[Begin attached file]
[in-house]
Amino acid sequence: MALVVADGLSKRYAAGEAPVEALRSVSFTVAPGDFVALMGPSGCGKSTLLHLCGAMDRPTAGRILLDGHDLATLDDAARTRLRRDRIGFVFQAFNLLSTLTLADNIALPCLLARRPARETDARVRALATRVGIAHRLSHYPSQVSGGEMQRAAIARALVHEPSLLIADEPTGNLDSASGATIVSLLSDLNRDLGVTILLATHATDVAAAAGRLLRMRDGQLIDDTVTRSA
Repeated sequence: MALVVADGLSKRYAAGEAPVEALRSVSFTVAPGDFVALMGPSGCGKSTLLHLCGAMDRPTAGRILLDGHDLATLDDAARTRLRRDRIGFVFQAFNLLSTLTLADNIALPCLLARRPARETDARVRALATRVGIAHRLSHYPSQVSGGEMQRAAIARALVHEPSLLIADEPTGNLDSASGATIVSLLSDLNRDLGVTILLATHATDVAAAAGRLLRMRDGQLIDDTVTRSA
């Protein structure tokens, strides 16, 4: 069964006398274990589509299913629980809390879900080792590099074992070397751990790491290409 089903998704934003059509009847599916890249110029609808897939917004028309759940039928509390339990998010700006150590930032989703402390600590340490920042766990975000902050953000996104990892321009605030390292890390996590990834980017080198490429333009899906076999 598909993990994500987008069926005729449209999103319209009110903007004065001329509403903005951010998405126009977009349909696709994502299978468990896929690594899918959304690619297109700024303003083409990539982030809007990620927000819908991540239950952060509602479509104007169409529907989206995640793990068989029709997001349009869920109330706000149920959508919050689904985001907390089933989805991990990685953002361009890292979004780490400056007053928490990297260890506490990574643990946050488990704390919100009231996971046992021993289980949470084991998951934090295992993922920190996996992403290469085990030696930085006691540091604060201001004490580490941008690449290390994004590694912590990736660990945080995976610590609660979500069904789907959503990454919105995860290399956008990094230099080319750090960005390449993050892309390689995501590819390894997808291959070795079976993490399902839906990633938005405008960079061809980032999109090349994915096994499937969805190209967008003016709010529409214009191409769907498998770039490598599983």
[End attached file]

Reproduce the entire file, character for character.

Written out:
[in-house]
Amino acid sequence: MALVVADGLSKRYAAGEAPVEALRSVSFTVAPGDFVALMGPSGCGKSTLLHLCGAMDRPTAGRILLDGHDLATLDDAARTRLRRDRIGFVFQAFNLLSTLTLADNIALPCLLARRPARETDARVRALATRVGIAHRLSHYPSQVSGGEMQRAAIARALVHEPSLLIADEPTGNLDSASGATIVSLLSDLNRDLGVTILLATHATDVAAAAGRLLRMRDGQLIDDTVTRSA
Repeated sequence: MALVVADGLSKRYAAGEAPVEALRSVSFTVAPGDFVALMGPSGCGKSTLLHLCGAMDRPTAGRILLDGHDLATLDDAARTRLRRDRIGFVFQAFNLLSTLTLADNIALPCLLARRPARETDARVRALATRVGIAHRLSHYPSQVSGGEMQRAAIARALVHEPSLLIADEPTGNLDSASGATIVSLLSDLNRDLGVTILLATHATDVAAAAGRLLRMRDGQLIDDTVTRSA
């Protein structure tokens, strides 16, 4: 069964006398274990589509299913629980809390879900080792590099074992070397751990790491290409 089903998704934003059509009847599916890249110029609808897939917004028309759940039928509390339990998010700006150590930032989703402390600590340490920042766990975000902050953000996104990892321009605030390292890390996590990834980017080198490429333009899906076999 598909993990994500987008069926005729449209999103319209009110903007004065001329509403903005951010998405126009977009349909696709994502299978468990896929690594899918959304690619297109700024303003083409990539982030809007990620927000819908991540239950952060509602479509104007169409529907989206995640793990068989029709997001349009869920109330706000149920959508919050689904985001907390089933989805991990990685953002361009890292979004780490400056007053928490990297260890506490990574643990946050488990704390919100009231996971046992021993289980949470084991998951934090295992993922920190996996992403290469085990030696930085006691540091604060201001004490580490941008690449290390994004590694912590990736660990945080995976610590609660979500069904789907959503990454919105995860290399956008990094230099080319750090960005390449993050892309390689995501590819390894997808291959070795079976993490399902839906990633938005405008960079061809980032999109090349994915096994499937969805190209967008003016709010529409214009191409769907498998770039490598599983």